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European Biopharmaceutical Review

The Secret Sauce

Development of the new class of vaccines based on mRNA has been a game changer. Robert Langer, of MIT, calls it a tremendous vindication for everyone working on controlled drug delivery. Speedy development and distribution of the mRNAbased COVID-19 vaccines belies the decades of experimentation needed to field a reliable and safe delivery system for this new class of medications.

The basic principle of mRNA vaccines is relatively straightforward though easier said than done. mRNA encoding is introduced into the cytosol of target cells, where it is translated by ribosomes into antigenic proteins. These antigens stimulate production of neutralising antibodies. From the outset, delivery proved to be a significant hurdle. mRNA molecules are thousands of times larger than the small molecule drugs that are easily able to enter cells by diffusion. Moreover, it is short-lived in vivo inactivated by ubiquitous nucleases in blood and cytosol.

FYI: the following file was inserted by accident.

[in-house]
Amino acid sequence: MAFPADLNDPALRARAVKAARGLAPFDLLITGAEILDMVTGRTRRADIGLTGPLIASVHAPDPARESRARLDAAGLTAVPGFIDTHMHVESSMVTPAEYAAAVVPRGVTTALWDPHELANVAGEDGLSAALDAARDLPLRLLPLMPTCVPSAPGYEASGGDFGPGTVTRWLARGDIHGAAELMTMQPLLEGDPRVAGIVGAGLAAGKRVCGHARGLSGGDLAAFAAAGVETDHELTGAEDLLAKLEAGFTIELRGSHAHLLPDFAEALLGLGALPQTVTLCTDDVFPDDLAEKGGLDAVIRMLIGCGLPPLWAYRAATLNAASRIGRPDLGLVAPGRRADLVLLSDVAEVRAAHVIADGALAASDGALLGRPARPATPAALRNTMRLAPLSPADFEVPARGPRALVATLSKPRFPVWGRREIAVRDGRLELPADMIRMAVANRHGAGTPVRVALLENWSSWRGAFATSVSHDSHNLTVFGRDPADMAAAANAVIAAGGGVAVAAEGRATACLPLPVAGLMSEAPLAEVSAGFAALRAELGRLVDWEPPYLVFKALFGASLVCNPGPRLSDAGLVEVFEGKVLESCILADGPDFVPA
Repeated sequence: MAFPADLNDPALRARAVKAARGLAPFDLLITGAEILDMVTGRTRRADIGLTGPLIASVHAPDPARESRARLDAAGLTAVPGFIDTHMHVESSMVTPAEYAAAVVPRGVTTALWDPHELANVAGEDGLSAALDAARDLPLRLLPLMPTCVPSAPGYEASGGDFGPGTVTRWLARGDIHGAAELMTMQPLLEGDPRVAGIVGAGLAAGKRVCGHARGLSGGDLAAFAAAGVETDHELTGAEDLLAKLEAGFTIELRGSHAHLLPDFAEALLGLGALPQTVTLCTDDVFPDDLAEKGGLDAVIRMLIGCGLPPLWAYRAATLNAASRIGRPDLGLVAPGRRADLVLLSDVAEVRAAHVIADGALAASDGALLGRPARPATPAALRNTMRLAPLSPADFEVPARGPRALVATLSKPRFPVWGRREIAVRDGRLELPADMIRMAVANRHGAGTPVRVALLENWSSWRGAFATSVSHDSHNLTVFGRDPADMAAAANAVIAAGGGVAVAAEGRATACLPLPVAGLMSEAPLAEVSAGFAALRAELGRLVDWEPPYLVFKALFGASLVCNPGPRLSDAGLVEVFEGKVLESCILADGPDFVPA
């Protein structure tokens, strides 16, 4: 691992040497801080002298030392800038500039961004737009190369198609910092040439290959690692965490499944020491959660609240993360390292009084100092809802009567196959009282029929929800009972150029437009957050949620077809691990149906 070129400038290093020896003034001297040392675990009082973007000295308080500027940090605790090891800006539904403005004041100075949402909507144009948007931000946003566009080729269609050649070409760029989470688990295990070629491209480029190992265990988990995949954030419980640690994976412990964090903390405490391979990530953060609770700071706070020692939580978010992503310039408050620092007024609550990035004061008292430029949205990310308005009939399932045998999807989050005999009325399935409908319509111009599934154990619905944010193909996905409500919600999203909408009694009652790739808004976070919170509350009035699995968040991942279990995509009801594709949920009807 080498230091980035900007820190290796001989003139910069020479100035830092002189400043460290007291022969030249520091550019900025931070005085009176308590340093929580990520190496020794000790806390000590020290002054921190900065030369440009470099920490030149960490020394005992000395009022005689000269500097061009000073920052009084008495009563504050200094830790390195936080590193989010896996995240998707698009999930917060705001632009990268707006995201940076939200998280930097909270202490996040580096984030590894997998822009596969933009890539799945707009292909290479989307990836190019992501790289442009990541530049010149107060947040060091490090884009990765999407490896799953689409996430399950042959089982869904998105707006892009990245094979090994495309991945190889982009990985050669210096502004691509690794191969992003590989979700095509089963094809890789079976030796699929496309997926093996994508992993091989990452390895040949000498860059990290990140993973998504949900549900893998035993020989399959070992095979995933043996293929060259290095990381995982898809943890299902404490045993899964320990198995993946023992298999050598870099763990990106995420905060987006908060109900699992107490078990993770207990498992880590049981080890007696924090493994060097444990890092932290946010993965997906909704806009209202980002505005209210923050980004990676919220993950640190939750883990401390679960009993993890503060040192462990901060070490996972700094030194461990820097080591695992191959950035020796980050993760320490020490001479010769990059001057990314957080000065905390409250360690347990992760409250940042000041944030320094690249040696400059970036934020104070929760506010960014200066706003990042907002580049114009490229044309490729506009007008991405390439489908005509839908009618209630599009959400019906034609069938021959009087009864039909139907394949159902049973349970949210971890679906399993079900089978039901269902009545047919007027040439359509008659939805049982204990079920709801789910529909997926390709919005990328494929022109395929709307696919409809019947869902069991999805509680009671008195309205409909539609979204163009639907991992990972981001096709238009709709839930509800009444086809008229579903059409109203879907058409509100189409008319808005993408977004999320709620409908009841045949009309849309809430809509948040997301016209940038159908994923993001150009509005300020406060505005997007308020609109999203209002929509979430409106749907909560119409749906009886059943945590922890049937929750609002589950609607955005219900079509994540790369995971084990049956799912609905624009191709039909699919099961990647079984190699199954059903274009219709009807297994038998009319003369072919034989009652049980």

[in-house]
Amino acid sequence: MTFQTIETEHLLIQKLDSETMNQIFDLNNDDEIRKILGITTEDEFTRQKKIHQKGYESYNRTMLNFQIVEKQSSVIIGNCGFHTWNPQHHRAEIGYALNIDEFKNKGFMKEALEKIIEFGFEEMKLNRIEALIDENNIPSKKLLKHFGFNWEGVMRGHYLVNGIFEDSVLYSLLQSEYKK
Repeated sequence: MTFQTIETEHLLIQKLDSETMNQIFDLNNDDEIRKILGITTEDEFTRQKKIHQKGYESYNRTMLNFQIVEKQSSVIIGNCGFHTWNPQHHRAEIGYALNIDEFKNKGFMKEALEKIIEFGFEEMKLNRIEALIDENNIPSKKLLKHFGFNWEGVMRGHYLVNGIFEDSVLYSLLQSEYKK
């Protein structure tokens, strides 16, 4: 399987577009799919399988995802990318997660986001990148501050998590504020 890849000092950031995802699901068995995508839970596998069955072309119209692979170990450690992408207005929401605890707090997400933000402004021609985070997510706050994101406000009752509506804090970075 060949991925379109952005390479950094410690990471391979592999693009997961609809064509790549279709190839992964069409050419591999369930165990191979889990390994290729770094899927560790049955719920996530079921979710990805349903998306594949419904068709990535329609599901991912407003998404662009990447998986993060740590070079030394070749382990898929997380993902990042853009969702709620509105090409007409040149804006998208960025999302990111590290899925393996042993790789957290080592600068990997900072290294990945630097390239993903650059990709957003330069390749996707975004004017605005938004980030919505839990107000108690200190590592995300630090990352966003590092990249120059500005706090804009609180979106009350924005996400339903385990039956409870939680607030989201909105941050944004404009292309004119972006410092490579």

Delivering intact large nucleotides, such as mRNA, into a living cell is like the perfect crime: disguise yourself, get in undetected, and do the deed. Beyond sheer size, the negative-charged backbone of mRNA and other nucleotides is repelled by the anionic character of the cell membrane, therefore, preventing close approach and uptake. Clearly, what is needed is a delivery vehicle that shields the mRNA, allowing for its uptake by the cell, prevents its degradation along the way, and allows its release in the cytosol, where it can be translated, as intended.

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Emile Bellott is a member of the EBR Industry Advisory Board, a graduate of the Harvard Business School, US, and an industry consultant with experience in the biotech and biopharma industry.

atlanticinstitute@gmail.com
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Emile Bellott
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